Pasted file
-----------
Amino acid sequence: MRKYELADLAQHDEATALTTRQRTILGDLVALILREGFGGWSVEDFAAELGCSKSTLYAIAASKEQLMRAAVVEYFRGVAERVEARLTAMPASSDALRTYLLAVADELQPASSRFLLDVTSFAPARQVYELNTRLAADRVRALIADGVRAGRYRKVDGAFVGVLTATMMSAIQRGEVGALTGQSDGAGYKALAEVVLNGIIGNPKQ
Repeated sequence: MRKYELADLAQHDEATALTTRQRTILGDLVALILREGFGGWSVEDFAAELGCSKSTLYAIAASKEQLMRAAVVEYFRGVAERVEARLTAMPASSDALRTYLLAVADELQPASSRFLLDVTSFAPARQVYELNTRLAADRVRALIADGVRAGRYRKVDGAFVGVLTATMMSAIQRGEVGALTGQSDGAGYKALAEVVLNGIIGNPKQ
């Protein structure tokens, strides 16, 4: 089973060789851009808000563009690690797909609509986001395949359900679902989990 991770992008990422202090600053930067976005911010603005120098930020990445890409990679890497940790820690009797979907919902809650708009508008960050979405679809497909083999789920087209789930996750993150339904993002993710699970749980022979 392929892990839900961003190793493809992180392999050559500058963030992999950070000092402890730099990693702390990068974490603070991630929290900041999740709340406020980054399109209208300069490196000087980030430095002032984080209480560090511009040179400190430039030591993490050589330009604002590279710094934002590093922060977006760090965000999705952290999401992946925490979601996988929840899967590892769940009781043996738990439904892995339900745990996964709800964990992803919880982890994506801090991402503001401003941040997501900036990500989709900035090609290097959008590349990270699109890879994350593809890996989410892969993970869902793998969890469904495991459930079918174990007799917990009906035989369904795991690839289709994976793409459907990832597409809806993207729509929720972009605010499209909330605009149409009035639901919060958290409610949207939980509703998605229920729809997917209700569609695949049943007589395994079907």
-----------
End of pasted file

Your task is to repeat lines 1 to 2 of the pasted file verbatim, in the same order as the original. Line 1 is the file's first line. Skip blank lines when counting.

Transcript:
Amino acid sequence: MRKYELADLAQHDEATALTTRQRTILGDLVALILREGFGGWSVEDFAAELGCSKSTLYAIAASKEQLMRAAVVEYFRGVAERVEARLTAMPASSDALRTYLLAVADELQPASSRFLLDVTSFAPARQVYELNTRLAADRVRALIADGVRAGRYRKVDGAFVGVLTATMMSAIQRGEVGALTGQSDGAGYKALAEVVLNGIIGNPKQ
Repeated sequence: MRKYELADLAQHDEATALTTRQRTILGDLVALILREGFGGWSVEDFAAELGCSKSTLYAIAASKEQLMRAAVVEYFRGVAERVEARLTAMPASSDALRTYLLAVADELQPASSRFLLDVTSFAPARQVYELNTRLAADRVRALIADGVRAGRYRKVDGAFVGVLTATMMSAIQRGEVGALTGQSDGAGYKALAEVVLNGIIGNPKQ